Cowen does U-turn over talks with opposition
TAOISEACH Brian Cowen performed a spectacular U-turn over cross-party talks on the Budget last night in an attempt to avoid being blamed for the failure to achieve agreement.
He also healed relations with the Green Party, breathing life into their talks proposal by inviting the opposition leaders to face-to-face meetings.
The invitation emerged after further contact between Mr Cowen and Green Party leader John Gormley.
After almost a week of a distinctly cool response from Mr Cowen to the Environment Minister's idea, the Taoiseach wrote directly to Fine Gael leader Enda Kenny and Labour leader Eamon Gilmore, inviting them to talks to see if a "consensus" could be reached on the four-year 'super-Budget'.
The Greens' dismay at the Taoiseach's lack of enthusiasm for their plan had been a source of considerable tension between the coalition parties.
Mr Cowen said the first goal of the meetings would be to ensure that the main parties "share the objective of putting the public finances back on a sustainable footing by 2014".
"That, I believe, would send a strong signal to our European Union colleagues and the international markets that the main political parties here are at one in their determination to achieve that objective and do so in line with the commitments that this Government has made in the context of our membership of the eurozone," he said.
Before the letter was sent, Fine Gael had given its strongest indication yet that it wouldn't be participating in the talks because of the lack of support from Mr Cowen.
The party's finance spokesman Michael Noonan blamed the Taoiseach for throwing a "bucket of cold water" on his coalition partners' idea.
However, after receiving the letter, Fine Gael reacted far more positively than Labour to the invitation. Enda Kenny said he would meet the Taoiseach and welcomed Mr Cowen's change in position.
"Well, I welcome the Taoiseach's letter and I will respond to it very positively," Mr Kenny said last night.
"The Taoiseach has asked for a meeting with me and I would be very happy to do that. It certainly represents a change in attitude. I thank him for seeing the light in this regard at least."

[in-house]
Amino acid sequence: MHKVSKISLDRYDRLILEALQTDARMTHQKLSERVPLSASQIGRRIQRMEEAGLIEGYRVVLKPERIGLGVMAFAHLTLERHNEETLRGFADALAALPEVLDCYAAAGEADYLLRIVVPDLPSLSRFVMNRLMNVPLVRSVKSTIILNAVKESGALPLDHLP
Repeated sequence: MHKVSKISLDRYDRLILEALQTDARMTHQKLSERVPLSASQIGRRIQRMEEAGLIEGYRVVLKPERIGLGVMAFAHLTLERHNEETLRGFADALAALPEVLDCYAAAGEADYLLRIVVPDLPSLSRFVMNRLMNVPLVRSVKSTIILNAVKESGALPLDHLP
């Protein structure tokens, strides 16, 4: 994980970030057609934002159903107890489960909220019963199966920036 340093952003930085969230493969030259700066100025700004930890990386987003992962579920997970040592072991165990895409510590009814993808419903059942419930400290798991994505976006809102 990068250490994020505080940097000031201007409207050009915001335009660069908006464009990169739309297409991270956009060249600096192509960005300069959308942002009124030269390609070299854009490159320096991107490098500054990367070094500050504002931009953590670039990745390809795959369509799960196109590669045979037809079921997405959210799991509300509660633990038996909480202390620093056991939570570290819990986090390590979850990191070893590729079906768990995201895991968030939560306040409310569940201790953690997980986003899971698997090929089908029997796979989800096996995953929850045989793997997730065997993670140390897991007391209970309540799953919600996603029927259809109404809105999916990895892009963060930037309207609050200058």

But a Labour spokesman last night said the party was "totally confused" about the Government's position. "The letter represents a very significant U-turn from the position adopted by the Taoiseach in the Dail yesterday," he said.
"We don't know what's going on in Government Buildings, whether this is the result of Gormley and the Greens throwing a tantrum and insisting that Mr Cowen backs them."
However, he said that the party would consider the letter.
The Greens said Mr Cowen's letter bore out their view all along that the Taoiseach was "fully supportive" of their idea.
But they also hinted at the motivation behind Mr Cowen's sudden enthusiasm for the talks.
"We understand he disliked the characterisation by the opposition that he was blocking talks," a spokesman said.
Mr Noonan was speaking after his visit to the Department of Finance, where he expressed satisfaction that he would be given information of the quality that would be in the supporting documents on Budget Day, with "all the micro- and macro-economic data".
"What is happening now has never happened before. We're getting information in advance of when it would become public," he said.
Labour's finance spokeswoman Joan Burton said she was due to visit the department tomorrow to get further budgetary information.
But she pointed out that Mr Cowen had told her in the Dail that the issue of a new universal social contribution (to replace levies and PRSI payments) was a budgetary taxation matter.
"If that's the approach they're adopting, it's not satisfactory at all," she said.